Leonid Sarafanov and Natalia Osipova in a still from ’Giselle in 3D’ (N Razina/COURTESY OF ERIK STEIN/ NCM MEDIA NETWORKS)

The Royal Ballet performed “Romeo and Juliet” last month at London’s O2 Arena, projecting the work’s delicate passions to the upper deck with the aid of JumboTrons in a setting more familiar to Britney Spears than the Royal Philharmonic Orchestra. The experiment worked so well that another British ballet company is planning a run of “Nutcrackers” in the arena this winter.

Bully for them, I say: Anything that brings ballet to a wider audience is worth investigating. When the news landed that Russia’s venerable Mariinsky Theatre would be appearing in a 3-D film at a local multiplex, I thought: Why not?

But having seen “Giselle in 3D,” I’m thinking: So what?

It was an unlikely pairing to start: one of the oldest ballets paired with the trendiest of technologies, the stuff of summer blockbusters and exploding Decepticons. This is billed as the first-ever 3-D ballet, filmed with the same techno-wizardry used in the new “Transformers” movie, and the hype promised at least a little bit of a frisson. “Experience ballet in a new way,” an onscreen directive commanded us as the film began at the Regal Ballston Common 12, one of only two theaters that screened the movie Tuesday for its one-day run.

It sounded promising. What could creative cinematographers do with a 3-D ballet, I wondered? Make the dancers jump into our laps? Fly around us and over our heads? Leap at our throats? (“Giselle” is a ghost story, after all, featuring a coven of supernatural villainesses out for the blood of a two-timing nobleman.)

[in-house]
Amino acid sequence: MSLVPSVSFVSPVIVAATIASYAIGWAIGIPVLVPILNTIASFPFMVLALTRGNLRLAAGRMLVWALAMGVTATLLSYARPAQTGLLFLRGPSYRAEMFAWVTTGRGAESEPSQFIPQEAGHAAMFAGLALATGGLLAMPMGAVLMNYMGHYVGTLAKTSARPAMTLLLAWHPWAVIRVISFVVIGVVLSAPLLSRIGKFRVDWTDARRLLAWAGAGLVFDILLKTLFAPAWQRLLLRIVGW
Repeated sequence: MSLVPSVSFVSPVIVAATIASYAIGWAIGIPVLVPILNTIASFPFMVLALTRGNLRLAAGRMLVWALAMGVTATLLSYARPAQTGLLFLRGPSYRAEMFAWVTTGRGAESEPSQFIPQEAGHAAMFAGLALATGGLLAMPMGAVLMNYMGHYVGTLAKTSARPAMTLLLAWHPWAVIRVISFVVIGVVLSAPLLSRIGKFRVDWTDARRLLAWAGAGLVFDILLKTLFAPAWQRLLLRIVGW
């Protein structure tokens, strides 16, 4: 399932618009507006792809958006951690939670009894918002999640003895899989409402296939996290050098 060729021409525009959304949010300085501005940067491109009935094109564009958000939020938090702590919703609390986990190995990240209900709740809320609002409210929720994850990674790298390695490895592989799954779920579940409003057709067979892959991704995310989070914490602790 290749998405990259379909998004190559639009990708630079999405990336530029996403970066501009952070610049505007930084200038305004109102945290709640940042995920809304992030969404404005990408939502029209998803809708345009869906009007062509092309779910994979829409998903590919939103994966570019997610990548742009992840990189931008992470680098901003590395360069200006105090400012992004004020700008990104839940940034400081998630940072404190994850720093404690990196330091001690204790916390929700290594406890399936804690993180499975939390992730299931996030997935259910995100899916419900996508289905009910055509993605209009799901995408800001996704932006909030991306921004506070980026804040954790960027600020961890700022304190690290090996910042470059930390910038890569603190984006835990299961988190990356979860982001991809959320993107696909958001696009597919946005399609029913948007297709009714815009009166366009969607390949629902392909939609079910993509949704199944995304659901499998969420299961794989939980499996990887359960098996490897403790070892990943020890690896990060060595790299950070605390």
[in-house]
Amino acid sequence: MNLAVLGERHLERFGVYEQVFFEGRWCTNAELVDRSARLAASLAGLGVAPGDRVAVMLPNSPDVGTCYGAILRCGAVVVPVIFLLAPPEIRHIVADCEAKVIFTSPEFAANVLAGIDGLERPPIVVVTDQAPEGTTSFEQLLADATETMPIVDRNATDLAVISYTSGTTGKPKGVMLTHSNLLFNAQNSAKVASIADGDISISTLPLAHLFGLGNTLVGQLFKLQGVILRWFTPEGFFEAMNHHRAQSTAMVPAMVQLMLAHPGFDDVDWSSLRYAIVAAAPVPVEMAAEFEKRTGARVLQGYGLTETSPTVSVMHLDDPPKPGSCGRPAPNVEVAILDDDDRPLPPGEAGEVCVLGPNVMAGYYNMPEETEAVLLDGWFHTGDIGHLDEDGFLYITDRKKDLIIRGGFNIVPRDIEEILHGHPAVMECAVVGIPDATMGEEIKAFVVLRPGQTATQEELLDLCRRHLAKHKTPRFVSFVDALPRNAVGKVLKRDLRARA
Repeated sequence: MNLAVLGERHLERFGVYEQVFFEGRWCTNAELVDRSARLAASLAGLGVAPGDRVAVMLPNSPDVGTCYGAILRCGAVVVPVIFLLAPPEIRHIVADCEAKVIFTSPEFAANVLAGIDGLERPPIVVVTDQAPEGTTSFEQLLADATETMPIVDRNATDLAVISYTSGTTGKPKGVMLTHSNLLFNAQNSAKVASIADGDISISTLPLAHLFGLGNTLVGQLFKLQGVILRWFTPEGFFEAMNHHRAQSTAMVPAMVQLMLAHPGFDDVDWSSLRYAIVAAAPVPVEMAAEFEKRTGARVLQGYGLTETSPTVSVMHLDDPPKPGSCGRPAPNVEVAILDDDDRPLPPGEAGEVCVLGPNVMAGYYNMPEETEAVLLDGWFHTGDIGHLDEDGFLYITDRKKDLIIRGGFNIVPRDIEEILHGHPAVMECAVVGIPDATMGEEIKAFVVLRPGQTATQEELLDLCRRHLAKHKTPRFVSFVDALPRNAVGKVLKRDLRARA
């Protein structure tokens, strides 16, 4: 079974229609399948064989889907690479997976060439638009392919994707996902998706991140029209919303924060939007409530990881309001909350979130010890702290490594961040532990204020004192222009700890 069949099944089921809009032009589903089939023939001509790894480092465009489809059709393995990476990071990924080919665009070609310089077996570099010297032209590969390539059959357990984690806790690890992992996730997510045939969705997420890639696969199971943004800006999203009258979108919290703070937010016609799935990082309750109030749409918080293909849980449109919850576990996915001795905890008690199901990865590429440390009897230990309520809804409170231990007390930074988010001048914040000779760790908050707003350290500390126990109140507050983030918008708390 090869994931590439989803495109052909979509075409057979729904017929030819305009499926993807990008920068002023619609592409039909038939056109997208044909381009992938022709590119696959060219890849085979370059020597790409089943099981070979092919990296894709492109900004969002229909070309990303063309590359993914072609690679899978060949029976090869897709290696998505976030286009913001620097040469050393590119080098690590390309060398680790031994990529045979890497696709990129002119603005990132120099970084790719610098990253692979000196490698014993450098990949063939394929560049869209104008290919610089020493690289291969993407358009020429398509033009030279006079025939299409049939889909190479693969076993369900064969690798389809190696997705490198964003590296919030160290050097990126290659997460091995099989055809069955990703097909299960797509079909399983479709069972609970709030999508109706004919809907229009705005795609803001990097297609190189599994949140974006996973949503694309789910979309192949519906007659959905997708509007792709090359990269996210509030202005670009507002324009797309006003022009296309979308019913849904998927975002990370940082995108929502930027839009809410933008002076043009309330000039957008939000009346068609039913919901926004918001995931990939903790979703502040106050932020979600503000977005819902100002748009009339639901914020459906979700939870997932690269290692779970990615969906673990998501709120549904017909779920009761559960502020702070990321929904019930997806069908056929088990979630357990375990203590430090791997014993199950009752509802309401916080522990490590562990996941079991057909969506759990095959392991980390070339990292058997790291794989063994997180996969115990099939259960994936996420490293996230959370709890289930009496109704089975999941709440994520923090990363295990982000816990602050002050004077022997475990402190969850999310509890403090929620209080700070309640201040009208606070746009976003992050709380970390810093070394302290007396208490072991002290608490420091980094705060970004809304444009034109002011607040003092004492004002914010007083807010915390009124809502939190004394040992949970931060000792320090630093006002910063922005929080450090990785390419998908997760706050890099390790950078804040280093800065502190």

The movie, filmed by Can Communicate, captured a dream cast at the height of its powers. Audiences who saw the Mariinsky’s “Giselle” at the Kennedy Center (the still-superior old-fashioned way — live) in February will remember its refined, somewhat distanced delivery of this 1840s tale of a pure-hearted girl who is betrayed by her betrothed and dies of shock, then returns in spirit form to save him from the above-mentioned fem-phantoms. The film affords satisfying close-up views of the subtle emotions in Natalia Osipova’s Giselle and her beau, Leonid Sarafanov’s Count Albrecht.

The dancing through and through is superb; the sense of cottony lightness in the beautifully cohesive corps de ballet is especially striking. The camera brings the audience in close to bravura moments — Osipova’s high, weightless jumps; Sarafanov’s endless turns — that feel as inevitable and blazing as stars shooting across the night sky.

But none of this is made any more or less stunning through 3-D filming. The camerawork is largely straightforward; it looks just as if we were sitting in the opera house, perhaps in the upper balcony, but for the close-ups.

Other ballet movies — “Black Swan” and especially Robert Altman’s “The Company” — involve much more immersive camera action, taking the viewer onto the stage and even amid the dancers. In “Giselle,” the dancing is impressive, the filming less so.

The door is wide open for the second 3-D ballet movie to do better.